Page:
- Small Entity Compliance Guide for the Hexavalent Chromium Standards (PDF*). OSHA Publication 3320, (2006). Includes guidance on regulated areas, methods of control, respiratory protection, protective work clothing and equipment, hygiene areas and practices, housekeeping, medical surveillance, communication of hazards to employees, recordkeeping covered by the new standards and an extensive appendix of industry operations or processes associated with occupational exposure to Cr(VI).
- Hexavalent Chromium. National Institute for Occupational Safety and Health (NIOSH) Workplace Safety and Health Topic. Includes NIOSH comments in response to OSHA's request for Information, NIOSH databases, resources, health hazard evaluations and other related safety and health topics.
- Preventing Skin Problems from Working with Portland Cement. OSHA, (2008). Employees may be exposed to dermal hazards when working with wet cement (due to its caustic nature). The effects of skin exposure to wet cement include cement burns and inflammation of the skin (either due to irritant or allergic contact dermatitis). This guidance addresses ways to prevent or minimize skin problems through the proper selection and use of gloves, boots and other personal protective equipment such as kneepads; proper skin care and work practices such as use of pH neutral or slightly acidic soaps; and ways of making cement products less hazardous.
- Surface Finishing Safe Work Practices Manual (PDF*). OSHA and National Association for Surface Finishing (NASF) Alliance, (2009, October). Provides practical information on industry recommended work practices to improve safety and health in metal surface finishing facilities. The purpose of these work practices is to identify potential hazards associated with metal finishing operations and the precautions that should be adopted for the safety and health of all personnel involved in these processes.
- Felker Brothers Corporation, Marshfield (PDF). National Institute for Occupational Safety and Health (NIOSH) Health Hazard Evaluation (HHE) Report No. HETA 2003-0114-2924, (2004, January), Evaluation of worker exposures to chromium and other metals during manufacture of stainless steel products and fabricated piping systems.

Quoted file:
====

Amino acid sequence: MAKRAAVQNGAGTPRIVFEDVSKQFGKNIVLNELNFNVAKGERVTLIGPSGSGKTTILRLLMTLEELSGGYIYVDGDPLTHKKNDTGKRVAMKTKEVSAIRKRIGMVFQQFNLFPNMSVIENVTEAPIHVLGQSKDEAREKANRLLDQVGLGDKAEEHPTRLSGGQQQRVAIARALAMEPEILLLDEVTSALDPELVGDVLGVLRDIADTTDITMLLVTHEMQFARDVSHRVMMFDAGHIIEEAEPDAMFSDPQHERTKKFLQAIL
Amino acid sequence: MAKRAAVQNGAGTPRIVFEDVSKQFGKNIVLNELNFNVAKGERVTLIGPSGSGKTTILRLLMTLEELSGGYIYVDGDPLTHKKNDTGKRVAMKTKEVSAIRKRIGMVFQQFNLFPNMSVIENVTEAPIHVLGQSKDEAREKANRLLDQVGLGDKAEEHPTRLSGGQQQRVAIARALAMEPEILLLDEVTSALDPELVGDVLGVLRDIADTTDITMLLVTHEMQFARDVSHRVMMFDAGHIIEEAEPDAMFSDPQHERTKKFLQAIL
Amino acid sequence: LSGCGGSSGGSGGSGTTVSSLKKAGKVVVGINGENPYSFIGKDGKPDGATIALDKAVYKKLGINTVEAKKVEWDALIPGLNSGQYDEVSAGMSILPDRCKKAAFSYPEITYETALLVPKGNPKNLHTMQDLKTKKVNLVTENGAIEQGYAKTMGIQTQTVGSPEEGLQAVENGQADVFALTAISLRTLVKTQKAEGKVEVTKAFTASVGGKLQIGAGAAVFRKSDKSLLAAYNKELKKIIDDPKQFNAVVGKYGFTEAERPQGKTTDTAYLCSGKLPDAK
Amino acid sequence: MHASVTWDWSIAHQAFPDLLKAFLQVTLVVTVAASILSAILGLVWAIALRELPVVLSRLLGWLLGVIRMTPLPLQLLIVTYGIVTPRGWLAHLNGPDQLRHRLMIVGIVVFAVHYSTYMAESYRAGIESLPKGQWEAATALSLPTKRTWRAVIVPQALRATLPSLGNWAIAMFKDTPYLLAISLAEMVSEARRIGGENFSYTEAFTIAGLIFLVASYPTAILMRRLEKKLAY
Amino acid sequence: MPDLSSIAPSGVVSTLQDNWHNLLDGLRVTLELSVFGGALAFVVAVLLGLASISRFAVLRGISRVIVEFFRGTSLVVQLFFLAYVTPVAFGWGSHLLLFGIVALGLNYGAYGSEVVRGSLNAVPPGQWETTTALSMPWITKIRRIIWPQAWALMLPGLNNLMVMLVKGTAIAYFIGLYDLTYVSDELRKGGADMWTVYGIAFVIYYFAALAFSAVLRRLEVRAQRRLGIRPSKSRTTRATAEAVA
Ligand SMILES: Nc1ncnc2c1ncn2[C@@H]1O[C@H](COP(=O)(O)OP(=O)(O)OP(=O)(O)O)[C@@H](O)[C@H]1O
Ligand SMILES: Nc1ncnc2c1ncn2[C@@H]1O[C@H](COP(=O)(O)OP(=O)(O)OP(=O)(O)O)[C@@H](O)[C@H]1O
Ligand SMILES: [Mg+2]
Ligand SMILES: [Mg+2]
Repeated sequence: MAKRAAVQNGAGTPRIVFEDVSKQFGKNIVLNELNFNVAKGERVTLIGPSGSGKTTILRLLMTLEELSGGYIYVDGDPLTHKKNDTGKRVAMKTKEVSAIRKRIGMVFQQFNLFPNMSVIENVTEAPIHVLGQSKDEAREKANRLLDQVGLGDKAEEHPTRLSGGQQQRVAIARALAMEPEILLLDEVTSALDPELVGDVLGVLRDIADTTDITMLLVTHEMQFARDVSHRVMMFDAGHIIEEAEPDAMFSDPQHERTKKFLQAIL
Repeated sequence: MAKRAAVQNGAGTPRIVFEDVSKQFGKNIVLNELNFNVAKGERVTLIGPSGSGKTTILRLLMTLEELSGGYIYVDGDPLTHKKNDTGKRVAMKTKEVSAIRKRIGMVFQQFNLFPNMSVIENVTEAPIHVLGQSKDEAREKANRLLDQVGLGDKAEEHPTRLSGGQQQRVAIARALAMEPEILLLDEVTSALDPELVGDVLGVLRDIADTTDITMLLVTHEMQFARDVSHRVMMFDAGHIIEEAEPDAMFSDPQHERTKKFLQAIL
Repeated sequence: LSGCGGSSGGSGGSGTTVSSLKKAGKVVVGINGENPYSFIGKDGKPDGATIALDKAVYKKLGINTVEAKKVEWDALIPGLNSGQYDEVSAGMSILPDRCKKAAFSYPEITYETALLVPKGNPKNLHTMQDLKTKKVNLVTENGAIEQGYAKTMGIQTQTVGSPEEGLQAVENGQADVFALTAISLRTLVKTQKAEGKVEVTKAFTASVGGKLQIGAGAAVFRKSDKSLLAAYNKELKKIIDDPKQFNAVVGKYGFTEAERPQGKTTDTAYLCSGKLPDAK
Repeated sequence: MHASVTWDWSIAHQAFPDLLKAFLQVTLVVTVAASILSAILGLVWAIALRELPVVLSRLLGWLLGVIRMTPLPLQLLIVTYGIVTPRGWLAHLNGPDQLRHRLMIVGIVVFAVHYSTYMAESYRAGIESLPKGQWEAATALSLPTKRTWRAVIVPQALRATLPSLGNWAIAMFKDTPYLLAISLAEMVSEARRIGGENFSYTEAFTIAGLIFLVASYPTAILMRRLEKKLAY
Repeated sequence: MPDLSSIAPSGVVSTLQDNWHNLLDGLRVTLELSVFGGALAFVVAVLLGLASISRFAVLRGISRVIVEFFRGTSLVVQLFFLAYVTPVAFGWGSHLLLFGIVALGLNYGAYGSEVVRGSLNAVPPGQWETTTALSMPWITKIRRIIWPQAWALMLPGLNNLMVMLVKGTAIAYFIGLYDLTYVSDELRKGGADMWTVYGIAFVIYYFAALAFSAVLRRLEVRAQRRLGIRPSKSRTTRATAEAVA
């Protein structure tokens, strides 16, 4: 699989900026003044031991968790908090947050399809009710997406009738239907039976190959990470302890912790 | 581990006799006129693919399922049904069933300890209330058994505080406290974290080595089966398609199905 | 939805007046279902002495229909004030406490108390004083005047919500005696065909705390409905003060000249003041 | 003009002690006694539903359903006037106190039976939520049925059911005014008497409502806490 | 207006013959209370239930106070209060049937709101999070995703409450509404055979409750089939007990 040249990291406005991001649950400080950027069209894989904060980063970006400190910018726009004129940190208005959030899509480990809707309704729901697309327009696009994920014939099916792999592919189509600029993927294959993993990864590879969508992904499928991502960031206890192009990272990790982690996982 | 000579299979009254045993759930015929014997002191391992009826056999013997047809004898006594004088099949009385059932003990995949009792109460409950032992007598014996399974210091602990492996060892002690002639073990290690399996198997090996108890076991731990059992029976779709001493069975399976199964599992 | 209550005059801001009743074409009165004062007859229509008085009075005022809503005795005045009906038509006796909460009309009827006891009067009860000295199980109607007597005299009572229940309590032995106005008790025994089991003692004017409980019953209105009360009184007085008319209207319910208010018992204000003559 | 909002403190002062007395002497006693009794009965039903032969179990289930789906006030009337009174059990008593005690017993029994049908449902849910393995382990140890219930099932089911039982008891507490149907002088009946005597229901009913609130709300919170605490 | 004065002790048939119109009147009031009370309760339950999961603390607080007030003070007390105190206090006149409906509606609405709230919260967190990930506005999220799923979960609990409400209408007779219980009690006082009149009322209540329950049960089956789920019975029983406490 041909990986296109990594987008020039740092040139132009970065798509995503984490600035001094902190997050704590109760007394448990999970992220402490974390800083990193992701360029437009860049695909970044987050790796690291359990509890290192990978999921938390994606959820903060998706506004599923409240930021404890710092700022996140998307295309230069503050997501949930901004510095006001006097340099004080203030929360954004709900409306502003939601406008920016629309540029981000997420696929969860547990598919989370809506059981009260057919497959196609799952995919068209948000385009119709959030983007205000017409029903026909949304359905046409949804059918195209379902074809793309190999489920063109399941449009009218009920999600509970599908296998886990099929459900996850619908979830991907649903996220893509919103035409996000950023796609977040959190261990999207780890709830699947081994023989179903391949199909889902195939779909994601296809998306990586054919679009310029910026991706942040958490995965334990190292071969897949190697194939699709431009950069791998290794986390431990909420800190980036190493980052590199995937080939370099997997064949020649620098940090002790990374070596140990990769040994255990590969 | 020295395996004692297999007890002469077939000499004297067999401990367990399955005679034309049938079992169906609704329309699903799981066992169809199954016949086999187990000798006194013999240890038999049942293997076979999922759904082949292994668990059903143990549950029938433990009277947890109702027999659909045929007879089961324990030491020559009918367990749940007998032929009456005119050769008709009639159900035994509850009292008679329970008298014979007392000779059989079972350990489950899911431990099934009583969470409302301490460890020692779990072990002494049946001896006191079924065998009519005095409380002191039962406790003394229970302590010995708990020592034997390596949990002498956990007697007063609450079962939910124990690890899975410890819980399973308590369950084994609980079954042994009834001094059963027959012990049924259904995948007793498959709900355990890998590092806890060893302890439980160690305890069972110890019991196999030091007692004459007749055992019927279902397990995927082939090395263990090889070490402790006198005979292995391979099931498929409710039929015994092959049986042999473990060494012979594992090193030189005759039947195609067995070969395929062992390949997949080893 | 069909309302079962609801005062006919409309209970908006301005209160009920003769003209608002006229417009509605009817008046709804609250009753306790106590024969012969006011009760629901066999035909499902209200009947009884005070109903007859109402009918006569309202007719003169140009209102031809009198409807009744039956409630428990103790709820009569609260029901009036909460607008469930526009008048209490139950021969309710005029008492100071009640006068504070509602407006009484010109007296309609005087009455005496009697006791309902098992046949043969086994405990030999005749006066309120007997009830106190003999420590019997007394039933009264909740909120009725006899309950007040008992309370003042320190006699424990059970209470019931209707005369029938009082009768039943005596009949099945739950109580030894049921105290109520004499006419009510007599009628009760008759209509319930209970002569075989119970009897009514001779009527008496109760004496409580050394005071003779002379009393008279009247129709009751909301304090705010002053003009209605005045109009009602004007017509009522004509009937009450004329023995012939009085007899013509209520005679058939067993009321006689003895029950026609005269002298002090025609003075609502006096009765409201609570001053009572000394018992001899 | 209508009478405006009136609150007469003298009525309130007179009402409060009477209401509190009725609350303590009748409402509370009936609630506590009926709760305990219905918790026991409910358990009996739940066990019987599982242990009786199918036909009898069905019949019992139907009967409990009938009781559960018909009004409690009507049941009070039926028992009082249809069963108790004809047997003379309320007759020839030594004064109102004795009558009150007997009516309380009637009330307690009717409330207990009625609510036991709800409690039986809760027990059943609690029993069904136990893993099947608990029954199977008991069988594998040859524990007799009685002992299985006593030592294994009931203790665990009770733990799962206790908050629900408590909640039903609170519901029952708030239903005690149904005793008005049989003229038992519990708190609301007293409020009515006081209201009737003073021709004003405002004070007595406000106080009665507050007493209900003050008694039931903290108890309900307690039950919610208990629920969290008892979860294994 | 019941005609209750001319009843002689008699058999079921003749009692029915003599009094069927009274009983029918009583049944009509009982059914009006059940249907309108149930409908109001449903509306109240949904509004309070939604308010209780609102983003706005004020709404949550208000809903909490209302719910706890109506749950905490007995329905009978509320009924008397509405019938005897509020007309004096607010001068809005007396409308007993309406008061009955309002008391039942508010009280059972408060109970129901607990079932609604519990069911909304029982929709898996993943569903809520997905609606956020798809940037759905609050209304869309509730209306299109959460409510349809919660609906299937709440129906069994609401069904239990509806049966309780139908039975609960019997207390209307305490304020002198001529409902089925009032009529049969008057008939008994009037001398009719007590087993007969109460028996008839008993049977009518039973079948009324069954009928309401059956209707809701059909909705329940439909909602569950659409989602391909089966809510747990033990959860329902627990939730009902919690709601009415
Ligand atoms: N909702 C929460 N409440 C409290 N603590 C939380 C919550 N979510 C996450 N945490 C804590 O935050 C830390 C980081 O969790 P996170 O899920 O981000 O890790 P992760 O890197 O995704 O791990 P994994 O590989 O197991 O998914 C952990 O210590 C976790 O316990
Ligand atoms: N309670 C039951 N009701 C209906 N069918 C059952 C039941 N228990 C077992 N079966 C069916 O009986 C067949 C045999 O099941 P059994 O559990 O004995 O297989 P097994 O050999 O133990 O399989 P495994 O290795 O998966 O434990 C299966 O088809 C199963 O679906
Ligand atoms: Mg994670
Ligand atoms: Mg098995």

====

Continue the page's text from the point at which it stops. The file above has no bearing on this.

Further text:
Auto Body Repair
Quick Card: Hexavalent Chromium - Automotive Collision Repair Industry (PDF*). OSHA and Coordinating Committee for Auto Repair (CCAR) Alliance, (2009, January). Provides employees in the automotive collision repair industry with precautions that must be taken when refinishing motor vehicle parts.
- Control of Dusts From Sanding in Autobody Repair Shops. US Department of Health and Human Services (DHHS), National Institute of Occupational Safety and Health (NIOSH) Publication No. 96-105.
- Control of Paint Overspray in Autobody Repair Shops. US Department of Health and Human Services (DHHS), National Institute of Occupational Safety and Health (NIOSH) Publication No. 96-106.
- In-Depth Survey Report: Control Technology for Autobody Repair and Painting Shops at Team Chevrolet Colorado Springs, Colorado. US Department of Health and Human Services, National Institute for Occupational Safety and Health (NIOSH) Report ECTB 179-18a, (1993, December). Evaluates the ability of three cross draft spray painting booths to control exposure to air contaminants, including chromium.
- In-Depth Survey Report: Control Technology for Autobody Repair and Painting Shops at Cincinnati Collision Autobody Shop. National Institute for Occupational Safety and Health (NIOSH) Report ECTB 179-16a, (1993, September). Evaluates the ability of several types of equipment to reduce worker exposure to air contaminants, including chromium.
- Control technology for Autobody Repair and Painting Shops at Kay Parks/Dan Meyer Autorebuild Tacoma, Washington. National Institute for Occupational Safety and Health (NIOSH) Report ECTB 179-12a, (1992, September). Provides a study of orbital and in-line sanders with built-in high-velocity, low volume exhaust hoods.
For additional information on general safety and health concerns, see OSHA's Safety and Health Topics Page on: